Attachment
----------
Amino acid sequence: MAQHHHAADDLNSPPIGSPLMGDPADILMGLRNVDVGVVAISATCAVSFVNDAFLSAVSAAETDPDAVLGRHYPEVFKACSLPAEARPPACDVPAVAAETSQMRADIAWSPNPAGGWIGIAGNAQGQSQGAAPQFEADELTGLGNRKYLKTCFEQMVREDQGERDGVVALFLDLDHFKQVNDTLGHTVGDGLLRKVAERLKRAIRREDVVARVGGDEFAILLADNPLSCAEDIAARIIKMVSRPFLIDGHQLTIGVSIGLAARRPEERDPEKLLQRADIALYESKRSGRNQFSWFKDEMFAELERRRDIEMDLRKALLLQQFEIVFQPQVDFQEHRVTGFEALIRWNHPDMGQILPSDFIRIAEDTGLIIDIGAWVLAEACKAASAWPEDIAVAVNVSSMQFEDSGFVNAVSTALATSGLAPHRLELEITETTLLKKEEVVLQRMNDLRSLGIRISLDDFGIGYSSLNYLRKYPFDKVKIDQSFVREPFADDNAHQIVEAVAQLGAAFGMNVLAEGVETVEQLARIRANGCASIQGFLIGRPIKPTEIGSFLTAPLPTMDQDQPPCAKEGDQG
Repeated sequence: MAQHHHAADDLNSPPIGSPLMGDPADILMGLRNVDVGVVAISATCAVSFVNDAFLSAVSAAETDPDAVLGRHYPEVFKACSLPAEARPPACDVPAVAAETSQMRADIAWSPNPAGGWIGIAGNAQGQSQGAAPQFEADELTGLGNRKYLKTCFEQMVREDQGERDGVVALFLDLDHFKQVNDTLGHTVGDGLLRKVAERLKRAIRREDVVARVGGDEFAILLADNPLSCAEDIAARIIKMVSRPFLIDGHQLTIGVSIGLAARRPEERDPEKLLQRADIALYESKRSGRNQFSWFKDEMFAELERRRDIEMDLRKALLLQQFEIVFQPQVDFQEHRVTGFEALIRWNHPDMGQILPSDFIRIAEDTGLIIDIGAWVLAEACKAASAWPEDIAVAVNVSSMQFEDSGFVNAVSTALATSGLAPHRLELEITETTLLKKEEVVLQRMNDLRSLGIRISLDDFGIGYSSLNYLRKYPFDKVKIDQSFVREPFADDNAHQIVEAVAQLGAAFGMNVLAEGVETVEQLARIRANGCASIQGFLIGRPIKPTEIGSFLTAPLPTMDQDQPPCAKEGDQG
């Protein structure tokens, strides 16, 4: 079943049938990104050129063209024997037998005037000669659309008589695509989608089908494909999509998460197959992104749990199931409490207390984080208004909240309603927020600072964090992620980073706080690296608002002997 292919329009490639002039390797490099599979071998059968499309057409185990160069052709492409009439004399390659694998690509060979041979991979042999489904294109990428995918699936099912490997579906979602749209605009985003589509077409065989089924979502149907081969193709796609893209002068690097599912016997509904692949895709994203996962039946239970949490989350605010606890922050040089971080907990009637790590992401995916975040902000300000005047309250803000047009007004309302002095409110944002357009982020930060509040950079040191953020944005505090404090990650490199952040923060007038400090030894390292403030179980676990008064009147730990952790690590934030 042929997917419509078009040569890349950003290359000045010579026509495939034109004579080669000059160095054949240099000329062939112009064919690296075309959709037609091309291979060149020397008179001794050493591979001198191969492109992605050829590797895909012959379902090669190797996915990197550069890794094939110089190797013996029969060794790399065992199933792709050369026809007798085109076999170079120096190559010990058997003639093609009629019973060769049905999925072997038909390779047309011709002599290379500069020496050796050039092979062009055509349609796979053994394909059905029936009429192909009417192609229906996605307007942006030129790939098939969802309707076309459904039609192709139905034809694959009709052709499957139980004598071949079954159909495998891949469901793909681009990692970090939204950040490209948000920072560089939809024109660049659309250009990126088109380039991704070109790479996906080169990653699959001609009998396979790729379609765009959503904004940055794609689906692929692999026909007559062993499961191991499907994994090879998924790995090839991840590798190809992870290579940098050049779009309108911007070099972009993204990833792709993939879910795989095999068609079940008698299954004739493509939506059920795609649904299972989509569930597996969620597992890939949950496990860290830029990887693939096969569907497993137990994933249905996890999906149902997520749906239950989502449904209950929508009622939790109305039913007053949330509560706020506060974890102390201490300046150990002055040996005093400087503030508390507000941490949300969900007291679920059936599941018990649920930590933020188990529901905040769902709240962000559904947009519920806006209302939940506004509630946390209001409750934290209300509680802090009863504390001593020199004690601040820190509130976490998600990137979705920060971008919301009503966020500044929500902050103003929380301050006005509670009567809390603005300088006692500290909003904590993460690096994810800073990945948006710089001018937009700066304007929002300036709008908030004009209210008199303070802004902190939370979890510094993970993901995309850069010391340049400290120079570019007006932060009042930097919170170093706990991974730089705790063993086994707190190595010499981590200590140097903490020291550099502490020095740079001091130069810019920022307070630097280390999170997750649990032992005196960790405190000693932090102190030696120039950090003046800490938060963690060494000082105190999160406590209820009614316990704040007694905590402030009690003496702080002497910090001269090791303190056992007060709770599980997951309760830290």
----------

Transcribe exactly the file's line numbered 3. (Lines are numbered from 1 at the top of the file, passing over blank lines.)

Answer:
């Protein structure tokens, strides 16, 4: 079943049938990104050129063209024997037998005037000669659309008589695509989608089908494909999509998460197959992104749990199931409490207390984080208004909240309603927020600072964090992620980073706080690296608002002997 292919329009490639002039390797490099599979071998059968499309057409185990160069052709492409009439004399390659694998690509060979041979991979042999489904294109990428995918699936099912490997579906979602749209605009985003589509077409065989089924979502149907081969193709796609893209002068690097599912016997509904692949895709994203996962039946239970949490989350605010606890922050040089971080907990009637790590992401995916975040902000300000005047309250803000047009007004309302002095409110944002357009982020930060509040950079040191953020944005505090404090990650490199952040923060007038400090030894390292403030179980676990008064009147730990952790690590934030 042929997917419509078009040569890349950003290359000045010579026509495939034109004579080669000059160095054949240099000329062939112009064919690296075309959709037609091309291979060149020397008179001794050493591979001198191969492109992605050829590797895909012959379902090669190797996915990197550069890794094939110089190797013996029969060794790399065992199933792709050369026809007798085109076999170079120096190559010990058997003639093609009629019973060769049905999925072997038909390779047309011709002599290379500069020496050796050039092979062009055509349609796979053994394909059905029936009429192909009417192609229906996605307007942006030129790939098939969802309707076309459904039609192709139905034809694959009709052709499957139980004598071949079954159909495998891949469901793909681009990692970090939204950040490209948000920072560089939809024109660049659309250009990126088109380039991704070109790479996906080169990653699959001609009998396979790729379609765009959503904004940055794609689906692929692999026909007559062993499961191991499907994994090879998924790995090839991840590798190809992870290579940098050049779009309108911007070099972009993204990833792709993939879910795989095999068609079940008698299954004739493509939506059920795609649904299972989509569930597996969620597992890939949950496990860290830029990887693939096969569907497993137990994933249905996890999906149902997520749906239950989502449904209950929508009622939790109305039913007053949330509560706020506060974890102390201490300046150990002055040996005093400087503030508390507000941490949300969900007291679920059936599941018990649920930590933020188990529901905040769902709240962000559904947009519920806006209302939940506004509630946390209001409750934290209300509680802090009863504390001593020199004690601040820190509130976490998600990137979705920060971008919301009503966020500044929500902050103003929380301050006005509670009567809390603005300088006692500290909003904590993460690096994810800073990945948006710089001018937009700066304007929002300036709008908030004009209210008199303070802004902190939370979890510094993970993901995309850069010391340049400290120079570019007006932060009042930097919170170093706990991974730089705790063993086994707190190595010499981590200590140097903490020291550099502490020095740079001091130069810019920022307070630097280390999170997750649990032992005196960790405190000693932090102190030696120039950090003046800490938060963690060494000082105190999160406590209820009614316990704040007694905590402030009690003496702080002497910090001269090791303190056992007060709770599980997951309760830290």